Bottom Line: At elevated temperatures, weakening of interactions between HSP18 and stressed client proteins in the presence of NaCl results in greater reduction of its chaperone function.The oligomeric size, rate of subunit exchange and structural stability of HSP18 were also found to decrease when electrostatic interactions were weakened.These results clearly indicated that subunit exchange and electrostatic interactions play a major role in the chaperone function of HSP18.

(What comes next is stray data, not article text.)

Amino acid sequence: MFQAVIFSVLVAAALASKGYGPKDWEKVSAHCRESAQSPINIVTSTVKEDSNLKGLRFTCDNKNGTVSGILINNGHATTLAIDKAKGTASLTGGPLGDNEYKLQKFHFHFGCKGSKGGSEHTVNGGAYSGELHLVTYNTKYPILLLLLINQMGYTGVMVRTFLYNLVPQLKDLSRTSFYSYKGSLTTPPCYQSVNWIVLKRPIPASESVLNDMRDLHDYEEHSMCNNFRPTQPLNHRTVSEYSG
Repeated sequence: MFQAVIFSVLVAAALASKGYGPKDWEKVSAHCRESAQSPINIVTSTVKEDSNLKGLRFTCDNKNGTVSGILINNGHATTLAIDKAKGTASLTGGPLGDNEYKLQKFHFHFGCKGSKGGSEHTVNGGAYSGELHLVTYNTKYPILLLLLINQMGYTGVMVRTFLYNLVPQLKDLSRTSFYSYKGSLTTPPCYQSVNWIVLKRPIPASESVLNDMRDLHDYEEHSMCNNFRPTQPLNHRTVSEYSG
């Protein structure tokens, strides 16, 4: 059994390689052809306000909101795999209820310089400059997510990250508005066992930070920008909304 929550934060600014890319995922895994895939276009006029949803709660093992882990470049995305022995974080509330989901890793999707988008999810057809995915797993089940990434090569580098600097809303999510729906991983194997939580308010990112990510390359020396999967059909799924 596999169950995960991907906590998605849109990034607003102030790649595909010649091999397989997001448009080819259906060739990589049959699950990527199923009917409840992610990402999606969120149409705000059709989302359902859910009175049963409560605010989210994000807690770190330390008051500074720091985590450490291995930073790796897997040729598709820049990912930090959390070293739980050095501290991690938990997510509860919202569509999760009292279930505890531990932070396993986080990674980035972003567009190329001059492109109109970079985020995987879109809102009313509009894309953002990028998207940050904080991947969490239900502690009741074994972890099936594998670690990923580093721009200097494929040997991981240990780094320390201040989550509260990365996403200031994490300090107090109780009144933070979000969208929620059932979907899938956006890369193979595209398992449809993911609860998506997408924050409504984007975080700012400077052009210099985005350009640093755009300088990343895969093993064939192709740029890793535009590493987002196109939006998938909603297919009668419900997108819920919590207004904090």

View Article: PubMed Central - PubMed

Affiliation: School of Basic Sciences, Indian Institute of Technology Bhubaneswar, Bhubaneswar, India.

ABSTRACT